"Maintain your competitive edge" Newsletter Phase 113 Feb 2014 14:49
During the first phase of the project "maintaining your competitive edge" research was done in the area of performance management and process optimization within the participating companies.
The purpose of this was to give insight on the performance level of each participating company. In which performance level means; to what extend does a company deal with process optimization and performance management methods. In order to visualize this the company performance is compared to an ideal organization that results from a literature study. The literature used was specifically focused on process optimization and performance management in Small and Medium Enterprises (SMEs) and the Maintenance Repair and Overhaul (MROs). When we reflect the measured performance of the participation companies on this ideal organization it is able to display a their performance level. The result is illustrated in the figure below (figure 1).
The idealistic organization from literature for both performance management and process optimization is described by the use of hypotheses. Each company is reviewed on how it scores on these hypotheses. The score runs in five steps, from zero to four and is visually displayed by using "Harvey Balls" (figure 2).
Nine hypotheses are formulated for performance management and are divided into three main categories: (1) "The mission, vision and strategy are in line with the objectives and measured KPIs", (2) "The KPIs are balanced, measureable and are maintained in a clear manner" and (3) "The company is aware of possible improvement potential". Six main hypotheses are formed for process optimization from the six steps from the improvement process. A distinction is made in the structural and systematic execution of the named steps.
The average score of the participating companies is 1,79 on a scale of 0 to 4. The various companies have diverse scores: [high, low, modal]. Illustrated is that most companies are not far in the field of performance management and at this point much improvement can be made. This also applies for process optimization, with an average score of 2,0.
A reason why the participating companies have a lower score in comparison to the score of the benchmarks is because the mission, vision and strategy are not in line with the objectives and KPIs. According to literature, for an ideal organization, this must be in line. Another reason is that most of the participants usually only have defined objectives on the business level (top level). Within the benchmarks goals/objectives are found in all departments and therefor defined for employees individually (or group of employees).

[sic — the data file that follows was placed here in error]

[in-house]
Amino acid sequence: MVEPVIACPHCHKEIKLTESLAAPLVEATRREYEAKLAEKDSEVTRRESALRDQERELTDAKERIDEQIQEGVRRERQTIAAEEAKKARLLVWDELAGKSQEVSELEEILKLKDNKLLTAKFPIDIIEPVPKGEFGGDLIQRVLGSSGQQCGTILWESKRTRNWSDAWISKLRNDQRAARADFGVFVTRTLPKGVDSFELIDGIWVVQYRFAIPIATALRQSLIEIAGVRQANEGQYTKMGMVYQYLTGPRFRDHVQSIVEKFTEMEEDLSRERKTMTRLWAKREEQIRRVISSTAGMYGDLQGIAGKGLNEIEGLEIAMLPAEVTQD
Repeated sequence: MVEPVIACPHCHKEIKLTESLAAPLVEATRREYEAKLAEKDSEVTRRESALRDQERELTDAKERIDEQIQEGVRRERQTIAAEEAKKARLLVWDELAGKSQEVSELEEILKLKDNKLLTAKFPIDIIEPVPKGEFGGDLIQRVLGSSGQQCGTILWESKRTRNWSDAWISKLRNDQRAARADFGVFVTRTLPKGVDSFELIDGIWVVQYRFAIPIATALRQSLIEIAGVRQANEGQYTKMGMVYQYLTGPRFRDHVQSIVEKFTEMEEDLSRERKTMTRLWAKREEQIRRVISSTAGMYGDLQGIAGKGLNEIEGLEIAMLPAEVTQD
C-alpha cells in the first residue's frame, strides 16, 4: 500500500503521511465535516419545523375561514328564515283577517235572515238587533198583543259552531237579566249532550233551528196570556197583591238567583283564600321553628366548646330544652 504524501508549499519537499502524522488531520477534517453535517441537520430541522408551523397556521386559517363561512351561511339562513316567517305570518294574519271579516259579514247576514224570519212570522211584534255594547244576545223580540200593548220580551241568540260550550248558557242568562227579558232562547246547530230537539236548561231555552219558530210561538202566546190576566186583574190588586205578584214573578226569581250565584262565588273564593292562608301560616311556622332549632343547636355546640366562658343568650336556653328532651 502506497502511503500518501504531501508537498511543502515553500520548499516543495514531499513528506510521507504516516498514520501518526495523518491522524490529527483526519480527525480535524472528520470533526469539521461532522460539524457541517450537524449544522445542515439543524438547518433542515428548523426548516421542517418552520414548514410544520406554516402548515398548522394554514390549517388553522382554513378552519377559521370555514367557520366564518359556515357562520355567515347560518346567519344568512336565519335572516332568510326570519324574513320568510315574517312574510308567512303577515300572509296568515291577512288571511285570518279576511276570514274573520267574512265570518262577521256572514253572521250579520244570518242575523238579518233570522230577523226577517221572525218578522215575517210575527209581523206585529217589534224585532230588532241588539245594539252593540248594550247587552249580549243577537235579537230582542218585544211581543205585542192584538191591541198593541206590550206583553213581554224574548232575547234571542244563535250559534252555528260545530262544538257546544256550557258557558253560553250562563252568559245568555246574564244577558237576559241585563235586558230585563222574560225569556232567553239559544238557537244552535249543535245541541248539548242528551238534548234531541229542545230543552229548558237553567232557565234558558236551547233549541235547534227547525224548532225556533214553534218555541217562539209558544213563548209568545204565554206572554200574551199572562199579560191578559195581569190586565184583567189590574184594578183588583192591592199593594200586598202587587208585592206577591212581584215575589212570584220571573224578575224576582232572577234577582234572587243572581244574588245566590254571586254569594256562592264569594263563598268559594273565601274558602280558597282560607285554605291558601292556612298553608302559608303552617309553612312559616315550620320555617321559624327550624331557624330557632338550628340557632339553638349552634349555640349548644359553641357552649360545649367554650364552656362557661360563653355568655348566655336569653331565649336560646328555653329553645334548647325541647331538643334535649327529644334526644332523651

Usually the KPIs are not balanced or even maintained at all. Smaller companies usually measure turnaround time and worked hours, as the worked hours must be justified to the client. Many companies do measure a number of performances, but not in a KPI format. The performances are mostly used to review the current state of the affairs. Performances that are tracked are: turnaround time, worked hours, productivity, absenteeism, on-time delivery and quality. One company measures many KPIs which are defined with the use of the BSC. However, it lacks of control and direction.
In general, the participating companies are currently working to improve their processes, but only in the department of quality and safety. The purpose of the improvement is to preserve the EASA part 145 or ISO 9001 certificates. The optimization is not aimed to structurally improve process performance or customer based performances. According to interviews the middle management is leading the daily operations, and do not control the long-term objectives. Due to the above mentioned, the staff in the workplace is hardly involved in the guidance, and lacks the link between the execution of tasks and the feedback of it on performance and objectives.
Process optimization is active in the participating companies on higher management level and reaches the workplace verbally, which will eventually deal with the problem reactively, instead of dealing with the problem on a proactive level. This causes a miscommunication between middle management and the workplace.
Two typical characteristics for a SME MRO organization are: (1) the products must go through external organizations for maintenance and (2) the organization is mostly dependent on one client. Clearly, the organizations that do not depend on both of these characteristics score better. Other links between characteristics and performances were not found. After comparing the characteristics of the organizations with the NWAA* table, it is clear that the SME MROs are located at the learner/developer side. This method of classification validates the room for improvement.
At the end, the companies are aware of the improvement potential. However, the initiative is difficult to achieve. If the initiative is set up, it will eventually be neglected during the improvement process. We would like to guide the participants through the Roadmap, which is founded on the theory of performance management and process optimization. Read more about this in the next newsletter.